It is one thing to have the surgical simulation tools available - but quite another to ensure their continued use. eoSurgical simulators have been the subject of extensive research assessing and confirming the utility of surgical simulation as a means of improving performance. One model for use is the self-motivated trainee or surgeon – someone who is independently driven to improve skills. Another model is the incorporation of take-home simulation into training programmes.
Scotland is at the forefront of exploring how to embed incentivised take-home laparoscopic practise into training. Here, we look at the Scottish Surgical Simulation Collaborative’s latest findings. The group, led by Prof Walker, has been exploring the issue for several years, iteratively working to improve the impact of simulation within surgical training.
In a prior study, engagement with a take-home simulation platform had been somewhat limited. Reasons cited by trainees included a lack of appreciation of the evidence base for simulation, a desire for individualised human feedback, and a perceived need to focus instead on ‘point scoring’ tasks that would enable downstream career progression. The latest work, published here, assessed the engagement of three subsequent years of new-start Core Surgical Trainees (147 trainees in total) - after making changes to the program. These changes were informed by prior local feedback and broader literature review.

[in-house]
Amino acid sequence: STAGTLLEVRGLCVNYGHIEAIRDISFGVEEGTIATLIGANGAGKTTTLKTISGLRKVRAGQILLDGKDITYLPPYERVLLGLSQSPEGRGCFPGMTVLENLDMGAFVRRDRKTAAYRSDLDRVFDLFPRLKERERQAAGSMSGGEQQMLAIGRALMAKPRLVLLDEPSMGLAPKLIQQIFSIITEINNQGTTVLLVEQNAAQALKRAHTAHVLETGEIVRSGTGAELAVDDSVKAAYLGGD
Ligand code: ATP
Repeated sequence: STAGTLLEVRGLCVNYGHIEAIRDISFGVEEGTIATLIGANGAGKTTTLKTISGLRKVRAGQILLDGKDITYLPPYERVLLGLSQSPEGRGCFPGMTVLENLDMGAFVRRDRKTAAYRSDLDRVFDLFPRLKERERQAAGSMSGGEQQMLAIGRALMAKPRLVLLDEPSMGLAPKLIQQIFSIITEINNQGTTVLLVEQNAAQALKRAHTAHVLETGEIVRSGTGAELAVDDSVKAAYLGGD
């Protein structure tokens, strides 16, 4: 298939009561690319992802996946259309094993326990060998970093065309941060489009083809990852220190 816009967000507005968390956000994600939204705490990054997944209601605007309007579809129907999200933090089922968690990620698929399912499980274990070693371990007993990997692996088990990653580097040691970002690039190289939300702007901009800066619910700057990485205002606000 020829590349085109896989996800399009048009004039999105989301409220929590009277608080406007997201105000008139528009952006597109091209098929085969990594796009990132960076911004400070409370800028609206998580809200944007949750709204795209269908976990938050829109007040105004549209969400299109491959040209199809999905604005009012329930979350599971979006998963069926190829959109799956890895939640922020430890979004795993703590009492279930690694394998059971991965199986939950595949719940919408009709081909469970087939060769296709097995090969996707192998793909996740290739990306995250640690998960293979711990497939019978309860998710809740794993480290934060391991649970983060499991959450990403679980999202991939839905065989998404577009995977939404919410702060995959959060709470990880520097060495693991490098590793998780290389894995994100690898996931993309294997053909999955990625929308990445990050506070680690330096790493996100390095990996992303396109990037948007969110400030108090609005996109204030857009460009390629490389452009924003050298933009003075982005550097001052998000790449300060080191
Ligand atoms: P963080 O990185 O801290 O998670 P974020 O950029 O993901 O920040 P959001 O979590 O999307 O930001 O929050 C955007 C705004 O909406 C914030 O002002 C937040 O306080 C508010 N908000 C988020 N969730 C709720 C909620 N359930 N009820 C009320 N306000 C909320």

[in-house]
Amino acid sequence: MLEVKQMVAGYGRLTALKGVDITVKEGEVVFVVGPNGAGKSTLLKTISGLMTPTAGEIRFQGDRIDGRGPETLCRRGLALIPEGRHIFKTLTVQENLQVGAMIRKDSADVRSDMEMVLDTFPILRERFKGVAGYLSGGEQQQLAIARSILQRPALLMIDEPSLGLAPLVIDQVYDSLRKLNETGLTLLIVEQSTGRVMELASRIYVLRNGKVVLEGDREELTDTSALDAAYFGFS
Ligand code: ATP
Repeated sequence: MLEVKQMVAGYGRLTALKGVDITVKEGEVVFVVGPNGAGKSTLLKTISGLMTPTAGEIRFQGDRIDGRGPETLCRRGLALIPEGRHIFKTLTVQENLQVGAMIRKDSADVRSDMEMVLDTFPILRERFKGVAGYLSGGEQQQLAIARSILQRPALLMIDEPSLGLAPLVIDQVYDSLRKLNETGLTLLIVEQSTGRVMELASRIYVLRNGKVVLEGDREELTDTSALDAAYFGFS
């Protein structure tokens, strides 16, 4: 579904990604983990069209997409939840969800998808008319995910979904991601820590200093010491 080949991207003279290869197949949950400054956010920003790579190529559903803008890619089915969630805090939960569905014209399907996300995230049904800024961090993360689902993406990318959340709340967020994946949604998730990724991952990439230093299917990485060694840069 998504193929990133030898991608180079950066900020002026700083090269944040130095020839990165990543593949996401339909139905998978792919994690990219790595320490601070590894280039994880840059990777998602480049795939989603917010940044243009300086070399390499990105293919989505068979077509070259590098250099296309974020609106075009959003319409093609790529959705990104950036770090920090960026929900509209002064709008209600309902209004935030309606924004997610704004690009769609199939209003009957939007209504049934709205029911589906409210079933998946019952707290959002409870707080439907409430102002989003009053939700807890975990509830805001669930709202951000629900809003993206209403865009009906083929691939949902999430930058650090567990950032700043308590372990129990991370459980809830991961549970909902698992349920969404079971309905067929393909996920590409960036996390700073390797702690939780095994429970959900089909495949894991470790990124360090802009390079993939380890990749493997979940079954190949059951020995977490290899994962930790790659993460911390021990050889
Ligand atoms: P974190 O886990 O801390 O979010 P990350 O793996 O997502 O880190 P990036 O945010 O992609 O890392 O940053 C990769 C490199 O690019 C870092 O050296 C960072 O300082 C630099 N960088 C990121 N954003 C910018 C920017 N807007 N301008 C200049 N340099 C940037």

All trainees were again loaned portable take-home simulators (eoSim). This time, all attended a Surgical Bootcamp prior to being issued with their simulator. The learning cycle was modified, with distributed practice punctuated by regular formative assessments and also enhanced faculty engagement. Importantly, completing the program and achieving a pass (via an OSATS task) was expected but not mandatory for progression through training. Pass rates ranged from 70-94% across the most recent three years, much improved compared with 26% in an earlier iteration of the programme.
The key message here is that merely providing good simulators (with curricula, performance metrics, and support) is not in itself adequate. To optimise engagement and impact, a broader program is required (see infographic above from their paper) with motivated learners, motivated trainers, periodic feedback, clear goals, and benchmarking.
Consultant Neurosurgeon and Honorary Senior Lecturer, Edinburgh
Walker KG et al. Scotland's “Incentivised Laparoscopy Practice” programme: Engaging trainees with take-home laparoscopy simulation, The Surgeon, 2022. ePub